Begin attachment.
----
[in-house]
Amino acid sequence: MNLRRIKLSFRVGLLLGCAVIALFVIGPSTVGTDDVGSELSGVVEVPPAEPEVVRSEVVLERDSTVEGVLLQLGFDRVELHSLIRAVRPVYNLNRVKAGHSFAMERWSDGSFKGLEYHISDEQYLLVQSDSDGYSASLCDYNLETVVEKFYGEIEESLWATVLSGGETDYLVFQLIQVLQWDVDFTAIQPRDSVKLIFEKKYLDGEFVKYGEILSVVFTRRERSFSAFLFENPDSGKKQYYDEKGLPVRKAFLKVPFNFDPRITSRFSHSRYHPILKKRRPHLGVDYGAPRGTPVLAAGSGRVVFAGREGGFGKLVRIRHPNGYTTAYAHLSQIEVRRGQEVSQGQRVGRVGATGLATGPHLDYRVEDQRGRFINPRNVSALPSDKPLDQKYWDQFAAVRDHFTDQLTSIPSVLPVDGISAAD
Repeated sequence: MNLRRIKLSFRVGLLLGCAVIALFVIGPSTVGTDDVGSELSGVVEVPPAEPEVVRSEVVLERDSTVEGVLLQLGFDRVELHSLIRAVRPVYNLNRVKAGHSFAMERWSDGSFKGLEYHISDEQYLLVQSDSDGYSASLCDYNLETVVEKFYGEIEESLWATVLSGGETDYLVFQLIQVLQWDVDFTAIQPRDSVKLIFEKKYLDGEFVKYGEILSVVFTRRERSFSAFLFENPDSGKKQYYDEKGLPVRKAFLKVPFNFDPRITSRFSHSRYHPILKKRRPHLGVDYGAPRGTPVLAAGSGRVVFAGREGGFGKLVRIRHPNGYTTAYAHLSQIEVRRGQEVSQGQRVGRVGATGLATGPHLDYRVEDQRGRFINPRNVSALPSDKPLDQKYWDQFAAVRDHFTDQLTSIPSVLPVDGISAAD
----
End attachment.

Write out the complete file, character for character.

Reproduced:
[in-house]
Amino acid sequence: MNLRRIKLSFRVGLLLGCAVIALFVIGPSTVGTDDVGSELSGVVEVPPAEPEVVRSEVVLERDSTVEGVLLQLGFDRVELHSLIRAVRPVYNLNRVKAGHSFAMERWSDGSFKGLEYHISDEQYLLVQSDSDGYSASLCDYNLETVVEKFYGEIEESLWATVLSGGETDYLVFQLIQVLQWDVDFTAIQPRDSVKLIFEKKYLDGEFVKYGEILSVVFTRRERSFSAFLFENPDSGKKQYYDEKGLPVRKAFLKVPFNFDPRITSRFSHSRYHPILKKRRPHLGVDYGAPRGTPVLAAGSGRVVFAGREGGFGKLVRIRHPNGYTTAYAHLSQIEVRRGQEVSQGQRVGRVGATGLATGPHLDYRVEDQRGRFINPRNVSALPSDKPLDQKYWDQFAAVRDHFTDQLTSIPSVLPVDGISAAD
Repeated sequence: MNLRRIKLSFRVGLLLGCAVIALFVIGPSTVGTDDVGSELSGVVEVPPAEPEVVRSEVVLERDSTVEGVLLQLGFDRVELHSLIRAVRPVYNLNRVKAGHSFAMERWSDGSFKGLEYHISDEQYLLVQSDSDGYSASLCDYNLETVVEKFYGEIEESLWATVLSGGETDYLVFQLIQVLQWDVDFTAIQPRDSVKLIFEKKYLDGEFVKYGEILSVVFTRRERSFSAFLFENPDSGKKQYYDEKGLPVRKAFLKVPFNFDPRITSRFSHSRYHPILKKRRPHLGVDYGAPRGTPVLAAGSGRVVFAGREGGFGKLVRIRHPNGYTTAYAHLSQIEVRRGQEVSQGQRVGRVGATGLATGPHLDYRVEDQRGRFINPRNVSALPSDKPLDQKYWDQFAAVRDHFTDQLTSIPSVLPVDGISAAD